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    From the Gaping Void

    Food for thought

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    September 28, 2010


    Brett T T Macfarlane

    You are correct, this is true for any role/department. I would argue that the skillset or 'shape' of a person is less important increasingly than their mentality. A deep specialist who has the mentality of collaboration and co-creation (sorry for the hackneyed terms) can accomplish great things. If they recognize what they don't know as much as they know. The tough part is how many T people and how many specialists - too few and the load is unbearable, too many and you spend most of your time managing each other not the business challenge before you. The right number, and some good healthy messy creativity can take place...

    Bud Caddell

    Hey Gareth,

    Interesting to see this discussion as it has been something I've been studying for the book.

    The balance of specialists vs generalist is important depending on the maturity of the business and the market. In a nascent market (say, when mobile marketing was first taking off), generalists can push a business into fitness rather aggressively, but in order to maximize profitability in a more mature market, you have to shift the balance to specialists. Although, this will also force your business into more rigidity (it's harder to switch focus when you have a specialist work force).

    I think it begs the question: is your agency a generalist or a specialist? Do you focus on any one technology, medium, or industry? If not, consider loading up on generalists for now.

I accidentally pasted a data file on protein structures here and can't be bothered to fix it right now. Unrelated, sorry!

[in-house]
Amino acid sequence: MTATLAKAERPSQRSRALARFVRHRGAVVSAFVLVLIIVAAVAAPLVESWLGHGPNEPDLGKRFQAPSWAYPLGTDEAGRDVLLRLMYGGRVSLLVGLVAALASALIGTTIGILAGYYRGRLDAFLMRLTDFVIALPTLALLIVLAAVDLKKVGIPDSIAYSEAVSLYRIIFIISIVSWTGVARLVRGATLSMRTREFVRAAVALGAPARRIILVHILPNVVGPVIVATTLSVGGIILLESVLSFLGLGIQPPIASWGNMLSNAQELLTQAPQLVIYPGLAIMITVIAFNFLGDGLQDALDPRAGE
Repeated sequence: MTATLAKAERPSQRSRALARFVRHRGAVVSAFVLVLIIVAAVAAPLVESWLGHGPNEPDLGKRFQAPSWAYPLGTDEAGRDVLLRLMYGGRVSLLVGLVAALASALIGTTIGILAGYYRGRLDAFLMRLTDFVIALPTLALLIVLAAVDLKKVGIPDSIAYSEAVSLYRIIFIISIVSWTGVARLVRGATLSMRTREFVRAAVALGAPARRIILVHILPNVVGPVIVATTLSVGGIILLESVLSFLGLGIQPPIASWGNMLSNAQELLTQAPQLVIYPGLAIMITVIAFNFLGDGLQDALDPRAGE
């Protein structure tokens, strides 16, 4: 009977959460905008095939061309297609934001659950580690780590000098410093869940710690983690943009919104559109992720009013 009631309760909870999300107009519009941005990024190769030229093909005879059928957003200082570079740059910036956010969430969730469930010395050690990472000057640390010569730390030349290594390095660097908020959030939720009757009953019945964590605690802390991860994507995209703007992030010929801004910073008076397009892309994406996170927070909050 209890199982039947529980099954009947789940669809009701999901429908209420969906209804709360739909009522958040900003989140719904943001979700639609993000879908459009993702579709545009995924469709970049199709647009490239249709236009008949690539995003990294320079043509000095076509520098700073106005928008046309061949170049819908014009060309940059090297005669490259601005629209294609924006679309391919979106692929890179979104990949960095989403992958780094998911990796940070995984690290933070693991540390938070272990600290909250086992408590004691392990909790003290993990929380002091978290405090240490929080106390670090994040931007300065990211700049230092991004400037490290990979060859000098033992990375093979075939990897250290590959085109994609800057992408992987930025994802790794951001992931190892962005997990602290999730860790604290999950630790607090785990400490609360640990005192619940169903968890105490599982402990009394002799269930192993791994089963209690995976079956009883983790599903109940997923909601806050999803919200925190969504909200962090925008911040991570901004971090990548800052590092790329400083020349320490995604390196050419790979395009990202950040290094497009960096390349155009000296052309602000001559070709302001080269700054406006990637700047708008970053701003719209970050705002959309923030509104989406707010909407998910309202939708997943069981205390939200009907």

Did I make any sense?

    Erik Rodin

    Looking at the Youtube clip the first thing that comes to mind is not advertising, planning, or alphabet shaped people. What pops up in my head is leadership.

    Whether you are I-shaped, T-shaped, or O-shaped, I believe that most people are not using their potential to the fullest. Maybe you’re not allowed to or perhaps you don’t give yourself permission. What Carwyn James does so well in the clip is to lead by example and in doing so he inspires and empowers those around him. I think the conversation should not only revolve around what kind of people are needed in organizations and agencies, but what also what kind of leadership needs to be in place for them to thrive.

    If we stick to the alphabet as a metaphor, I believe that an "I" is just a "T" waiting for its wings to grow. Of course this goes both ways meaning that incompetent leadership can quickly wing clip any T-shaped person into an I. Cheesy? Yes. True? I’ll let you decide.

    Bottom line is that leadership can give the necessary permission slip. And in the end I think it’s not only about the people you hire, but also the people that lead them.

    This leaves me wondering what is T-shaped leadership and what does it look like in a T-shaped organization?


    I don't know about T shapes or any other letter to be honest, but I agree with what you're saying [as usual] though the best reason to be a generalist is from this Peter Ustinov quote:


    It might not be exactly what you're saying, but I think the underlying message is easily adaptable for what makes a great planner versus a good one.

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